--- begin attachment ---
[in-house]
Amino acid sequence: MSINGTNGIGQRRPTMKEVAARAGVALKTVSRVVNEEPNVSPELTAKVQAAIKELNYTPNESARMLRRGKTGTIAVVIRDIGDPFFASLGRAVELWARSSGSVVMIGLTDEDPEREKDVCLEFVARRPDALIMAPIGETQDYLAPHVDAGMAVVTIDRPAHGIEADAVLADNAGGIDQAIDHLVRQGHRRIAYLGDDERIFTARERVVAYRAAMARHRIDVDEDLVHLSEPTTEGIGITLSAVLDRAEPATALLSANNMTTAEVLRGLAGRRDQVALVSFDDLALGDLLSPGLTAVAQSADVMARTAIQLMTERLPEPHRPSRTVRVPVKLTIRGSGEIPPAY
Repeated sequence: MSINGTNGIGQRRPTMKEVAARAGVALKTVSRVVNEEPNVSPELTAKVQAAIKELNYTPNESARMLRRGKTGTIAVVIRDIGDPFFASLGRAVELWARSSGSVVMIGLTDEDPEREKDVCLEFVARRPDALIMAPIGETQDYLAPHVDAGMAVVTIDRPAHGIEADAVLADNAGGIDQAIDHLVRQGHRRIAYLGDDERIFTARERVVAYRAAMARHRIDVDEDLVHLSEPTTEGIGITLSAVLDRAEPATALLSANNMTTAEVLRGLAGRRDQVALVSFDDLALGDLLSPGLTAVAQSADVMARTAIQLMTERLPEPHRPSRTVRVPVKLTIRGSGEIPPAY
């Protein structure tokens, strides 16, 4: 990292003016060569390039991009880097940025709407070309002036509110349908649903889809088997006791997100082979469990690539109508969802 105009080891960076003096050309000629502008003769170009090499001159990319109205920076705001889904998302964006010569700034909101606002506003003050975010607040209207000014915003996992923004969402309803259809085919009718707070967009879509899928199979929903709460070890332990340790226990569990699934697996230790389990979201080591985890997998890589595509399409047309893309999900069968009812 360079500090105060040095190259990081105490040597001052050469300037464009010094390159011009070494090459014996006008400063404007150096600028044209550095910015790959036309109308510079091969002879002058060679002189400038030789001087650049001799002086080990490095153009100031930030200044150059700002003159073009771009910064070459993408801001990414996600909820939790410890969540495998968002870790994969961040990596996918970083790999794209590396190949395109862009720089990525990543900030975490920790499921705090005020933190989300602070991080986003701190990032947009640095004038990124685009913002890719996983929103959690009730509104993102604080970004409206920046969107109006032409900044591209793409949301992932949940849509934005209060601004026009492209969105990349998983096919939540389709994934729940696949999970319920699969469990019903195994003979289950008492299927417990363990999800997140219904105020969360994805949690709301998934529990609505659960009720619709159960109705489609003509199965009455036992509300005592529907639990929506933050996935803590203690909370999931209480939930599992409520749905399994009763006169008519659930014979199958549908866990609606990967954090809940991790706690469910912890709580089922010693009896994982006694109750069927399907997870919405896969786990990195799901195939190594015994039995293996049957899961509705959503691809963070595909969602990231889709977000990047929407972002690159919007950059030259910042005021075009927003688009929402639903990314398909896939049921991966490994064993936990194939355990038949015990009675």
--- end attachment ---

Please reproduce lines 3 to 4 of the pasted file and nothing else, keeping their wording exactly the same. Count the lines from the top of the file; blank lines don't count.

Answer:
Repeated sequence: MSINGTNGIGQRRPTMKEVAARAGVALKTVSRVVNEEPNVSPELTAKVQAAIKELNYTPNESARMLRRGKTGTIAVVIRDIGDPFFASLGRAVELWARSSGSVVMIGLTDEDPEREKDVCLEFVARRPDALIMAPIGETQDYLAPHVDAGMAVVTIDRPAHGIEADAVLADNAGGIDQAIDHLVRQGHRRIAYLGDDERIFTARERVVAYRAAMARHRIDVDEDLVHLSEPTTEGIGITLSAVLDRAEPATALLSANNMTTAEVLRGLAGRRDQVALVSFDDLALGDLLSPGLTAVAQSADVMARTAIQLMTERLPEPHRPSRTVRVPVKLTIRGSGEIPPAY
């Protein structure tokens, strides 16, 4: 990292003016060569390039991009880097940025709407070309002036509110349908649903889809088997006791997100082979469990690539109508969802 105009080891960076003096050309000629502008003769170009090499001159990319109205920076705001889904998302964006010569700034909101606002506003003050975010607040209207000014915003996992923004969402309803259809085919009718707070967009879509899928199979929903709460070890332990340790226990569990699934697996230790389990979201080591985890997998890589595509399409047309893309999900069968009812 360079500090105060040095190259990081105490040597001052050469300037464009010094390159011009070494090459014996006008400063404007150096600028044209550095910015790959036309109308510079091969002879002058060679002189400038030789001087650049001799002086080990490095153009100031930030200044150059700002003159073009771009910064070459993408801001990414996600909820939790410890969540495998968002870790994969961040990596996918970083790999794209590396190949395109862009720089990525990543900030975490920790499921705090005020933190989300602070991080986003701190990032947009640095004038990124685009913002890719996983929103959690009730509104993102604080970004409206920046969107109006032409900044591209793409949301992932949940849509934005209060601004026009492209969105990349998983096919939540389709994934729940696949999970319920699969469990019903195994003979289950008492299927417990363990999800997140219904105020969360994805949690709301998934529990609505659960009720619709159960109705489609003509199965009455036992509300005592529907639990929506933050996935803590203690909370999931209480939930599992409520749905399994009763006169008519659930014979199958549908866990609606990967954090809940991790706690469910912890709580089922010693009896994982006694109750069927399907997870919405896969786990990195799901195939190594015994039995293996049957899961509705959503691809963070595909969602990231889709977000990047929407972002690159919007950059030259910042005021075009927003688009929402639903990314398909896939049921991966490994064993936990194939355990038949015990009675």